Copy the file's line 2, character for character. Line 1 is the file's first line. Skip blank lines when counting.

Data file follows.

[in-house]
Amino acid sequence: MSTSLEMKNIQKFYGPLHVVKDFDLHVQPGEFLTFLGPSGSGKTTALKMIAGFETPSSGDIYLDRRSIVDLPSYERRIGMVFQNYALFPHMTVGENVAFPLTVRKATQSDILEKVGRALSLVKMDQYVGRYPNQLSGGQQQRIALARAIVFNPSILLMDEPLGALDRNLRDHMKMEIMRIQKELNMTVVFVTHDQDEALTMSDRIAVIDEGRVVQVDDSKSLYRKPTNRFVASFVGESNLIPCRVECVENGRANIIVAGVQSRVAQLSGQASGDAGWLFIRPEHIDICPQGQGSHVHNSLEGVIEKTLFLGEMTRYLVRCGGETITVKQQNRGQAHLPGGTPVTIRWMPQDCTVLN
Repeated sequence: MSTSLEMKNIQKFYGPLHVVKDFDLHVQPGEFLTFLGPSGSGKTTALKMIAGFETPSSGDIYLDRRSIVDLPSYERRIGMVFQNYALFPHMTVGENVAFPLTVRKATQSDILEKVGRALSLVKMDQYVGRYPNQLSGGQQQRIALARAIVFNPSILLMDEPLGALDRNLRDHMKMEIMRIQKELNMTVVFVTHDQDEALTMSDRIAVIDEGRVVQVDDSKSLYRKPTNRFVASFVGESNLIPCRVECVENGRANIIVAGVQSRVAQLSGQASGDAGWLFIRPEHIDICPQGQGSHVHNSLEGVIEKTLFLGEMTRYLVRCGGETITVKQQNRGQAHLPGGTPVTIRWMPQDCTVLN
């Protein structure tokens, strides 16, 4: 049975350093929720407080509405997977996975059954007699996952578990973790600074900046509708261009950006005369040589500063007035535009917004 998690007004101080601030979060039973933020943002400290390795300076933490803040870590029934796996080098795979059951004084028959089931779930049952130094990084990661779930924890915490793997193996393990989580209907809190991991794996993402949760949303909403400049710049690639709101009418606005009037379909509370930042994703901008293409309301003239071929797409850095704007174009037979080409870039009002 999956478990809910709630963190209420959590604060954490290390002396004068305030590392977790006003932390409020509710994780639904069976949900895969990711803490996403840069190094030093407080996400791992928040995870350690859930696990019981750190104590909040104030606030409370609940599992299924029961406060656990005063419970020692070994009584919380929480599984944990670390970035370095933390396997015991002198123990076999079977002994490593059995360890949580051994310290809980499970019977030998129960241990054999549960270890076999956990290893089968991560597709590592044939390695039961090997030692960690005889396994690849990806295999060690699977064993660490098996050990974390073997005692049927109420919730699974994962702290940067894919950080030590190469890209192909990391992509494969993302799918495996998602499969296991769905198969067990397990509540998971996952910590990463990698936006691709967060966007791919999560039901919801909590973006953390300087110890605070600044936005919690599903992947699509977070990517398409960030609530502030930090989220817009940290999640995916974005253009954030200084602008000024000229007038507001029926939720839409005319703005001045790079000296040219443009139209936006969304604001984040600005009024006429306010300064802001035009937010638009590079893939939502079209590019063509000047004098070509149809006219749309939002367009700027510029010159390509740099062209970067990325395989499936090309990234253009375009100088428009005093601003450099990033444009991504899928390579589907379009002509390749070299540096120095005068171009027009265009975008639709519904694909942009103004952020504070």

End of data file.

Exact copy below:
Amino acid sequence: MSTSLEMKNIQKFYGPLHVVKDFDLHVQPGEFLTFLGPSGSGKTTALKMIAGFETPSSGDIYLDRRSIVDLPSYERRIGMVFQNYALFPHMTVGENVAFPLTVRKATQSDILEKVGRALSLVKMDQYVGRYPNQLSGGQQQRIALARAIVFNPSILLMDEPLGALDRNLRDHMKMEIMRIQKELNMTVVFVTHDQDEALTMSDRIAVIDEGRVVQVDDSKSLYRKPTNRFVASFVGESNLIPCRVECVENGRANIIVAGVQSRVAQLSGQASGDAGWLFIRPEHIDICPQGQGSHVHNSLEGVIEKTLFLGEMTRYLVRCGGETITVKQQNRGQAHLPGGTPVTIRWMPQDCTVLN